Best receiver you ever had, best older receiver I can buy...

ZachD

Novice Member
I'm looking to buy an older AV receiver because I'm just going to be running LR and a subwoofer. I don't need atmos or heos or airplay. I mostly watch movies from plex on an apple TV 4 and also watch shows from netflix or prime via apple tv also. I'll also play vinyl and digital and music should sound amazing. I also have an old sansui tuner I plan to get in the mix also.

I had a pioneer elite receiver from circa 2005 and I loved it. It was heavy, and LOUD, and crystal clear. I've read that amps aren't the same these days with newer digital amps and also with the merger of onkyo and pioneer (and denon?).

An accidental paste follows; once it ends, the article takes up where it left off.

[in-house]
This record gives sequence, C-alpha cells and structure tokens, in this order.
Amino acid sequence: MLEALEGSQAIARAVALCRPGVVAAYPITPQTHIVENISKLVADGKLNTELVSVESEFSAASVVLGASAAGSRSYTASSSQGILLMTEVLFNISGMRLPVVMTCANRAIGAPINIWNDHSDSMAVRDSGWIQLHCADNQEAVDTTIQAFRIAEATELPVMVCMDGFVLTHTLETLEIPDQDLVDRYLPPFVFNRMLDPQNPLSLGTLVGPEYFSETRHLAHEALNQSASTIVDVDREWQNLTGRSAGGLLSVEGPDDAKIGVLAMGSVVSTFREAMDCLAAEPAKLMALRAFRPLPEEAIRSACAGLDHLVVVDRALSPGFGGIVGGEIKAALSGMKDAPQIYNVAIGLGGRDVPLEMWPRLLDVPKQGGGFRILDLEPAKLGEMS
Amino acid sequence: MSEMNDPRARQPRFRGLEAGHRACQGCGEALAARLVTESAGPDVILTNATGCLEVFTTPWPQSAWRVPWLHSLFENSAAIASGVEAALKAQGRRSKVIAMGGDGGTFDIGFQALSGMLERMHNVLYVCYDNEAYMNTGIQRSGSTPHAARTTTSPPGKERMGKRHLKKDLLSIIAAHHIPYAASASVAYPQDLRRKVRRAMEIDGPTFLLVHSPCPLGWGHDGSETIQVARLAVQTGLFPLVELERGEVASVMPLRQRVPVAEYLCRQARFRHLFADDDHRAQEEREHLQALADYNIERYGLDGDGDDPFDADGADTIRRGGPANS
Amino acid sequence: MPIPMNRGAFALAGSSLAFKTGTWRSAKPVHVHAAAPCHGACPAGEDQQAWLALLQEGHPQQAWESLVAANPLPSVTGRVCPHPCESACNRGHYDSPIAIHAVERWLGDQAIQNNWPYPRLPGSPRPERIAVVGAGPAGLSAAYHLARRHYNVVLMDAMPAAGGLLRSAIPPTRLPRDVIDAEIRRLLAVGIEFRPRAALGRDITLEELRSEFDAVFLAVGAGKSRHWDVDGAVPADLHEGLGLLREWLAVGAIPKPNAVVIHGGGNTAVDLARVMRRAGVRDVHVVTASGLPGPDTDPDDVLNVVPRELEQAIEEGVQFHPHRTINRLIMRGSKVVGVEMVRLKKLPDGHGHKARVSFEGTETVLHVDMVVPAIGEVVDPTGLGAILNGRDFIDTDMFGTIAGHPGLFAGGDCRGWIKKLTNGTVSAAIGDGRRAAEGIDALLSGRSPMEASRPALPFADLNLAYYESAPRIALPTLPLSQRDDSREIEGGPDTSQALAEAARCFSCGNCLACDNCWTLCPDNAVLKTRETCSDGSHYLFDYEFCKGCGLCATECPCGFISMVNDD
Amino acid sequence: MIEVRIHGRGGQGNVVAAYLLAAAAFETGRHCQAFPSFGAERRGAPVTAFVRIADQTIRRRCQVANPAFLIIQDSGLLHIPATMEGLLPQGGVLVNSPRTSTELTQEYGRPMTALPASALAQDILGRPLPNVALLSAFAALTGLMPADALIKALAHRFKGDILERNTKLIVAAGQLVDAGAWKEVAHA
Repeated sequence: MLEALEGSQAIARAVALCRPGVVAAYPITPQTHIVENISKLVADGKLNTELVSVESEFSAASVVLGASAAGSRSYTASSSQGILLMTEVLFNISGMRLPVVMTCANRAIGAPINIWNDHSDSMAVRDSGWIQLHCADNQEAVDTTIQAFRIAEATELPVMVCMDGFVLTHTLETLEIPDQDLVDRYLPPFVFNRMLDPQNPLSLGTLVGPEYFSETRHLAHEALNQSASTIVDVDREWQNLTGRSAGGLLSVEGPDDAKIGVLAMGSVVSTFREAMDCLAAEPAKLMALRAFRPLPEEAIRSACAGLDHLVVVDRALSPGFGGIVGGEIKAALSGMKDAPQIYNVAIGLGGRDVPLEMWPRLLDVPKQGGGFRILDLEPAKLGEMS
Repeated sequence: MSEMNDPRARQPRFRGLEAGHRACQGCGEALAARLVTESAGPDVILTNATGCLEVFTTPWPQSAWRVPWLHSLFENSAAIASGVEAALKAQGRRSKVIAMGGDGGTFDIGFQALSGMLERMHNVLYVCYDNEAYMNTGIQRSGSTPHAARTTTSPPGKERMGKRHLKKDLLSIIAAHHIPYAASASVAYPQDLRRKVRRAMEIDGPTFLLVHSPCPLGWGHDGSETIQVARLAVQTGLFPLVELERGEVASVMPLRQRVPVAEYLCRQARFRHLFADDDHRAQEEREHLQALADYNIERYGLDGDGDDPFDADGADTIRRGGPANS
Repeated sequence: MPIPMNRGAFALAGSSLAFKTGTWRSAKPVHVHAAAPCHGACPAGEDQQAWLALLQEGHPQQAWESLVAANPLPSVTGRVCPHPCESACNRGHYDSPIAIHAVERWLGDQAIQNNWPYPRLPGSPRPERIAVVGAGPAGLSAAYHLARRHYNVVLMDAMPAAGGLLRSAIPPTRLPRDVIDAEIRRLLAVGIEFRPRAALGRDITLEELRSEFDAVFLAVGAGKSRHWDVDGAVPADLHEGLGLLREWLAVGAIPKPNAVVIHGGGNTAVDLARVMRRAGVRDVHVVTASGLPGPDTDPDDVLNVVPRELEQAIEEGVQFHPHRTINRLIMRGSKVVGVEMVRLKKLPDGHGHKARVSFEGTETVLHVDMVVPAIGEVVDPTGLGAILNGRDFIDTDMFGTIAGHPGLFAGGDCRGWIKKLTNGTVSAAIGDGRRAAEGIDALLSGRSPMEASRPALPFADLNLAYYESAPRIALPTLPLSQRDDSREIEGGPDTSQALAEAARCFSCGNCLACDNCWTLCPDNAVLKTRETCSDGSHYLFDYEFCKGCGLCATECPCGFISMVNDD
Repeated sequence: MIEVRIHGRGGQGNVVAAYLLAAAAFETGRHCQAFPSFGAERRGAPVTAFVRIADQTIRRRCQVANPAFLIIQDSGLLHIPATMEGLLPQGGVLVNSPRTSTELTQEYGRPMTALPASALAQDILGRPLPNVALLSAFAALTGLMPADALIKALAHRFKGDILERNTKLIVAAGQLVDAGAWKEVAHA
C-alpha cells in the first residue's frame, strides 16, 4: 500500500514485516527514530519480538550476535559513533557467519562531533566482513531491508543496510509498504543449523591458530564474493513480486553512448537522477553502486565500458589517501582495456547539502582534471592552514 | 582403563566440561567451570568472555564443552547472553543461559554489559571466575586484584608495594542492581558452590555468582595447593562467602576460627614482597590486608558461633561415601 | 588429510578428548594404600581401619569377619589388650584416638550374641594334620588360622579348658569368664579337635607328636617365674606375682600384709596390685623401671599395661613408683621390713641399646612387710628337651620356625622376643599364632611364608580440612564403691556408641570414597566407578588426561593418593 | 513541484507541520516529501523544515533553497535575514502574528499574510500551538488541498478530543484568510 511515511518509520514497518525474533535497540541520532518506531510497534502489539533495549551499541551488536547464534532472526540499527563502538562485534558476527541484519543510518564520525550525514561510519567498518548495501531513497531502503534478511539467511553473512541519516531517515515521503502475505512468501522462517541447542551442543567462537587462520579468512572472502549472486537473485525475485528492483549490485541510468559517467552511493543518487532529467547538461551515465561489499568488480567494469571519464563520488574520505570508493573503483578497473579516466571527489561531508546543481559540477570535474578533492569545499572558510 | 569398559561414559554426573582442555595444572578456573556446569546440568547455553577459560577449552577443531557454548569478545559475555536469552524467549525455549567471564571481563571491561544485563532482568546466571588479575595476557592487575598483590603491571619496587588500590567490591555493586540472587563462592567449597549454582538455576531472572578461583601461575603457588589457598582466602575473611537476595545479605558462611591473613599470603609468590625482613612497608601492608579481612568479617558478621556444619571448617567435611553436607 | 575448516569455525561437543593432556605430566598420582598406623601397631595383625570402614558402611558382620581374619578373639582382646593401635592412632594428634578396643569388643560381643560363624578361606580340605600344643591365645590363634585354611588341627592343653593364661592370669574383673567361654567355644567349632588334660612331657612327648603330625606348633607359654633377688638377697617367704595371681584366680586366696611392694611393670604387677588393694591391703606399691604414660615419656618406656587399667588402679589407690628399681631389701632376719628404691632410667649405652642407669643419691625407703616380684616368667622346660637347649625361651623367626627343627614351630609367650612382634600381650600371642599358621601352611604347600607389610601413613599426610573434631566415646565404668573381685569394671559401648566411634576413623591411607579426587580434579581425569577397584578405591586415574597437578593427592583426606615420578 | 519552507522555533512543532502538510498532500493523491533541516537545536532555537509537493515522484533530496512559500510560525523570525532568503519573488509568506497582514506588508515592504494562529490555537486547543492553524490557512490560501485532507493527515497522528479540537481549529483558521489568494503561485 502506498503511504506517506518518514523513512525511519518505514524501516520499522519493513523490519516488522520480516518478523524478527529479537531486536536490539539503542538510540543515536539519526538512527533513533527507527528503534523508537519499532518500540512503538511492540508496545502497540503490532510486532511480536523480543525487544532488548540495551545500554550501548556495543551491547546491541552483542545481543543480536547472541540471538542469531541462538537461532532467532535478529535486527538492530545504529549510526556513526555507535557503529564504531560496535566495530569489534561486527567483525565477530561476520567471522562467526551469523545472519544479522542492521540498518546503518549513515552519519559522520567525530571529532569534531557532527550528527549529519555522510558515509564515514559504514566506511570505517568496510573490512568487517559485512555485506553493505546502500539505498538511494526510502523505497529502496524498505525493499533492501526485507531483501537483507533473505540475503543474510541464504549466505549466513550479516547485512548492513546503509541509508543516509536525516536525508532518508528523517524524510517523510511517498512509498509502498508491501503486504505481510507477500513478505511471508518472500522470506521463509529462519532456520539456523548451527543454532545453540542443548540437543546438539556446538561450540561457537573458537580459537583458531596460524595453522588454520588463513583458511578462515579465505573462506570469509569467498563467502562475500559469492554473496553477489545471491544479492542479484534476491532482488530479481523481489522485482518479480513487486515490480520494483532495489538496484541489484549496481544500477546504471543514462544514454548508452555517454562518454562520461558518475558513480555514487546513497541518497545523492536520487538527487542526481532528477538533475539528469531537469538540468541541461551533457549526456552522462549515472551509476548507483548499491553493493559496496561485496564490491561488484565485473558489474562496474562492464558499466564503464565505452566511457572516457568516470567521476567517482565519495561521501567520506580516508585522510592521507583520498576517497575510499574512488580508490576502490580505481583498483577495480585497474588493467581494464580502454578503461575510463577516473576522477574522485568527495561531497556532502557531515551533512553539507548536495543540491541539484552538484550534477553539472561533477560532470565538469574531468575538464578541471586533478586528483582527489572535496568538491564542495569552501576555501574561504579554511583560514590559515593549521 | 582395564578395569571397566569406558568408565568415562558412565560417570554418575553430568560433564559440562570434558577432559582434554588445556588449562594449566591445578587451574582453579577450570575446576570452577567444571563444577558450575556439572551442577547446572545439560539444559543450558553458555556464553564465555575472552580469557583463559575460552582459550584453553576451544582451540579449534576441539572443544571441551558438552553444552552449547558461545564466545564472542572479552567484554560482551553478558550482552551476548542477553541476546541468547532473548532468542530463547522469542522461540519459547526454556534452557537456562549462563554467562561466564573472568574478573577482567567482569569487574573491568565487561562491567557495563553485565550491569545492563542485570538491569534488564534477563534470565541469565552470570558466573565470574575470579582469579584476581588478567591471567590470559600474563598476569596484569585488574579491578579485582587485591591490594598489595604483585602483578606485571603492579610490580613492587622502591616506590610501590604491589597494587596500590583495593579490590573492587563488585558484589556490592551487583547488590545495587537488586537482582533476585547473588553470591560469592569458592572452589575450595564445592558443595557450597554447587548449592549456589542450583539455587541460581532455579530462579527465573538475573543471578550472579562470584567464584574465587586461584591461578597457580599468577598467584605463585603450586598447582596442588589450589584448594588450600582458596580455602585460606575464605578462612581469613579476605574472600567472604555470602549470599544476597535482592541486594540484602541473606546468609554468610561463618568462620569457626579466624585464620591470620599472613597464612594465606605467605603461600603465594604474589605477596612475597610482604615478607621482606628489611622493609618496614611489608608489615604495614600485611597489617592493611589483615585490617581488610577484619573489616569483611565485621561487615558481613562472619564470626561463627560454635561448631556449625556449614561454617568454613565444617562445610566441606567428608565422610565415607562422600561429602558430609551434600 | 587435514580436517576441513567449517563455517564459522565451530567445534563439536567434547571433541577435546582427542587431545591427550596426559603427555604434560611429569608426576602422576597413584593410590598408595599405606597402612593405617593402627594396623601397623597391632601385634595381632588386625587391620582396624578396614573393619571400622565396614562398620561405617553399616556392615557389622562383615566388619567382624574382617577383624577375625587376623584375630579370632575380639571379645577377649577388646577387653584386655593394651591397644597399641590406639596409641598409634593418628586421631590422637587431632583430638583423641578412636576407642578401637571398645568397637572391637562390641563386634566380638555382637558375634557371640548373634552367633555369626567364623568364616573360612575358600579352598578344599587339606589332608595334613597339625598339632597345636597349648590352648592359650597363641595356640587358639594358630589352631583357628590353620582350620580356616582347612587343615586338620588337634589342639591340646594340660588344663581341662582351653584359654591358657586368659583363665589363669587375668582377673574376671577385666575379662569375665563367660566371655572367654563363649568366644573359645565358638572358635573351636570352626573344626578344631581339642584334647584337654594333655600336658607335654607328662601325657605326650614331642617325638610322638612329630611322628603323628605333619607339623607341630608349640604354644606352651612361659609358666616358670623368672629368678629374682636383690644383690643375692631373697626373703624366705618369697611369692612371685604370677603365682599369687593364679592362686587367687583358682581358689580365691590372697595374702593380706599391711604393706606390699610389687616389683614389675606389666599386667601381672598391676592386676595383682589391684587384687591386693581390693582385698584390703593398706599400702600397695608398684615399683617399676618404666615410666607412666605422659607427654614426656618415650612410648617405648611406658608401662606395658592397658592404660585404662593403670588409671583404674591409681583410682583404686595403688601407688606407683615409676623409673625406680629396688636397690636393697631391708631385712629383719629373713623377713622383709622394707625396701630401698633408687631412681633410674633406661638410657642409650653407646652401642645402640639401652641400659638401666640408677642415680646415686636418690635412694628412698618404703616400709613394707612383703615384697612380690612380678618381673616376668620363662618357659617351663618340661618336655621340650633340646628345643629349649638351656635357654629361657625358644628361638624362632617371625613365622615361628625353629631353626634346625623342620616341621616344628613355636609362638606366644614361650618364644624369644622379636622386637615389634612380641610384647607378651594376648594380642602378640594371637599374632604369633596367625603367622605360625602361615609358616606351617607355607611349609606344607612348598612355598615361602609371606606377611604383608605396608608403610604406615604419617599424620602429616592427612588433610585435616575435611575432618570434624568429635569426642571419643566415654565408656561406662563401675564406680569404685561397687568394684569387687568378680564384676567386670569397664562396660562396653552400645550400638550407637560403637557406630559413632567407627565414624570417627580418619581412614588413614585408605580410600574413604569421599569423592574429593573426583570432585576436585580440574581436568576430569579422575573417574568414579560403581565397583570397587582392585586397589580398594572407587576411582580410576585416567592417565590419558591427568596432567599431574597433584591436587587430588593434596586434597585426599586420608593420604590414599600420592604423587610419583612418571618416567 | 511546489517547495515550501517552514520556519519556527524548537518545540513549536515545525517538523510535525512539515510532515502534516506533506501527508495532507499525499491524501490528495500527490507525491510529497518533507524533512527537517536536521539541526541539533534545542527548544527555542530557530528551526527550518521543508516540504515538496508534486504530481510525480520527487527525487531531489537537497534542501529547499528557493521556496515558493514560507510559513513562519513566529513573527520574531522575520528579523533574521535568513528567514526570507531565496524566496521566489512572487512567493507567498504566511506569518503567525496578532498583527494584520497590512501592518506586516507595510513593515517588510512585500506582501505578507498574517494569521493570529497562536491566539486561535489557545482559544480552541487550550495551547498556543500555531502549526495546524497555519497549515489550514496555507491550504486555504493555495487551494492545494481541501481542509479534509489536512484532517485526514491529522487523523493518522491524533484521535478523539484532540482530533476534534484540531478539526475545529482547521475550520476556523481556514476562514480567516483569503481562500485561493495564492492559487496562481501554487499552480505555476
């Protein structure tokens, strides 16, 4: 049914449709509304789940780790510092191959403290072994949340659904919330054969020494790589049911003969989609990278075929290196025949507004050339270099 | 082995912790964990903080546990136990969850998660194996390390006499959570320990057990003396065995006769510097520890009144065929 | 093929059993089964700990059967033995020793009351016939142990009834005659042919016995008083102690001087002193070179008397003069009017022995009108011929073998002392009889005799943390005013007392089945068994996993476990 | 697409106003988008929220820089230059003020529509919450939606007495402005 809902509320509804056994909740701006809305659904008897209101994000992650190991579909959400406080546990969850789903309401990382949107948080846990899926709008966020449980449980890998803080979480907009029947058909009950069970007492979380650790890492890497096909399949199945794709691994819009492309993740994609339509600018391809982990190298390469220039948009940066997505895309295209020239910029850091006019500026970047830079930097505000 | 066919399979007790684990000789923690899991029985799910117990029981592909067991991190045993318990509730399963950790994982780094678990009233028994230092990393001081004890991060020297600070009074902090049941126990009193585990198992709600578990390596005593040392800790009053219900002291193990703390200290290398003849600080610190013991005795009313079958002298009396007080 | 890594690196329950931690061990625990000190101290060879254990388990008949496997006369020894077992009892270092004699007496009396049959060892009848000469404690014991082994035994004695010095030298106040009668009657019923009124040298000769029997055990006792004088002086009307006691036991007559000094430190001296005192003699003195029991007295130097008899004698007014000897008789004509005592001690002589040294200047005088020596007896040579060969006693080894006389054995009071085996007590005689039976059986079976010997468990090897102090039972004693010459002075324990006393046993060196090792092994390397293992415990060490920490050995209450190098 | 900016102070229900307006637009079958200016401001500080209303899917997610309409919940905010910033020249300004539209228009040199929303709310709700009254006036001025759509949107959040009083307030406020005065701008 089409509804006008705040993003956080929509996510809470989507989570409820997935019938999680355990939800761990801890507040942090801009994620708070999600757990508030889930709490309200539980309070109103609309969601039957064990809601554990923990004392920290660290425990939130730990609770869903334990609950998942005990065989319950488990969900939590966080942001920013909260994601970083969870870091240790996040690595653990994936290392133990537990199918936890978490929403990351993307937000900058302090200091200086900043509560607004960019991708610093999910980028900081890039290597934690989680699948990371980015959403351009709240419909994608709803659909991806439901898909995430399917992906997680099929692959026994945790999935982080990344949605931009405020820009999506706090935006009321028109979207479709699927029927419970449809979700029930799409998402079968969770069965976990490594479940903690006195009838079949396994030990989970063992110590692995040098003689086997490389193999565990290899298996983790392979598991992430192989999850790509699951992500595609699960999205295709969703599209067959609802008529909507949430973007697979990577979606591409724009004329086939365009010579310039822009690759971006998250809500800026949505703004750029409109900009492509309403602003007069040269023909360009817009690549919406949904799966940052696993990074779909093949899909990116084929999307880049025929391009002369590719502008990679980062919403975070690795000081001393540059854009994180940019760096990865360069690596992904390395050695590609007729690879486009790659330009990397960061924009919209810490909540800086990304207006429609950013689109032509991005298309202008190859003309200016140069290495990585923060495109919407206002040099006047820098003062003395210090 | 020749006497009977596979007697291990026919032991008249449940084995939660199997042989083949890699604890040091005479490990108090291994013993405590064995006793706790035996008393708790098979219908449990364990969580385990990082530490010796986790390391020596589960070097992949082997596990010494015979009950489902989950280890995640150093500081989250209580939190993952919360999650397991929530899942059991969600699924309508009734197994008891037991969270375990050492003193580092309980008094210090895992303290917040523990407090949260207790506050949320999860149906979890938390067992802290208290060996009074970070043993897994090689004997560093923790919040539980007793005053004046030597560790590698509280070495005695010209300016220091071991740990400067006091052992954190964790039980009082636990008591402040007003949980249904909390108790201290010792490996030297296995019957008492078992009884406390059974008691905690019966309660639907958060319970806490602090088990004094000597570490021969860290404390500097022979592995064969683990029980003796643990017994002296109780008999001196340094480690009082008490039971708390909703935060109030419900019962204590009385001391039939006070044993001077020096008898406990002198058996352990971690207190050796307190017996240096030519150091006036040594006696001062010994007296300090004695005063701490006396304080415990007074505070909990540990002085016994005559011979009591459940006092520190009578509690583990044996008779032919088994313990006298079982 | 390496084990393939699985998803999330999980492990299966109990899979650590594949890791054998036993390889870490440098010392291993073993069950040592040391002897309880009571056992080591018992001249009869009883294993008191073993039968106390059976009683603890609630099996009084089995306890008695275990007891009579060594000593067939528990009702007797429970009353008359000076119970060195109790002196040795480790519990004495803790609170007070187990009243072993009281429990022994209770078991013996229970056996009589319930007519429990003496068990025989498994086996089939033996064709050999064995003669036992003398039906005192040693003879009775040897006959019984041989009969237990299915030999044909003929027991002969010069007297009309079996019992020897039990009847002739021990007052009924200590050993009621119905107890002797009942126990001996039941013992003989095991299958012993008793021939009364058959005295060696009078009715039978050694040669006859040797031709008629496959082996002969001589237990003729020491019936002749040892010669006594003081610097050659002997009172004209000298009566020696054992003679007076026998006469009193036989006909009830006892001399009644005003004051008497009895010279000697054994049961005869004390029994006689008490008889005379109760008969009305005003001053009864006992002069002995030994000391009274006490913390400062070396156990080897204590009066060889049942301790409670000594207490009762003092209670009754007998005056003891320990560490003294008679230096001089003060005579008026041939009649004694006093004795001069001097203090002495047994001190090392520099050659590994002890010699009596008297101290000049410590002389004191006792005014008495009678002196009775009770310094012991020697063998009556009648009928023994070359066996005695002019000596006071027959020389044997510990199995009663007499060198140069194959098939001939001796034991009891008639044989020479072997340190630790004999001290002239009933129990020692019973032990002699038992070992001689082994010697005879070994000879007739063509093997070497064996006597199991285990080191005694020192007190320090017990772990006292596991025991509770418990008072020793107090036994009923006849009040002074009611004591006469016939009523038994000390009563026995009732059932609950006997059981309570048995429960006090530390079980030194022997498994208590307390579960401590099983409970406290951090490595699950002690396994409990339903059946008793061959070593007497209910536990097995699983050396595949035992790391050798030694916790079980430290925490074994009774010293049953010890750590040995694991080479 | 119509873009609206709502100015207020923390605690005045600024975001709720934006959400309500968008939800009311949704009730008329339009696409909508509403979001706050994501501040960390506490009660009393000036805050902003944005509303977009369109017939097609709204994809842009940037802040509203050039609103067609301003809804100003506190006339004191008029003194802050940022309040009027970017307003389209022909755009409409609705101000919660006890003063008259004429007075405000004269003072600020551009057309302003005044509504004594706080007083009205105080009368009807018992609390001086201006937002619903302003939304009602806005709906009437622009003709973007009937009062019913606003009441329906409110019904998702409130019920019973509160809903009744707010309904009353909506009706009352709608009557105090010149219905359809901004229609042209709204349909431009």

I'm curious what you think some of the best receivers have been from years past as far as build quality / audio quality (not considering bells and whistles beyond the most necessary like passing through HDMI or decoding common formats (is DTS still pretty common, I don't even know any more!)

I plan to pick something up off craigslist or ebay. Any models or even brands and years where they were dominant would be helpful. Thanks for any suggestions!
 

MaryWhitehouse

Well-known Member
All depends if you want 4k through the receiver. And your budget.
 

Rambles

Distinguished Member
Cambridge Audio CXR 120 / 200 or Arcam.
 

ZachD

Novice Member
I have an optomahd37 projector, it will not do 4k. Don't need 4k, although I would be curious what year 4k started being implemented on receivers.
I"m looking to spend $150-$300.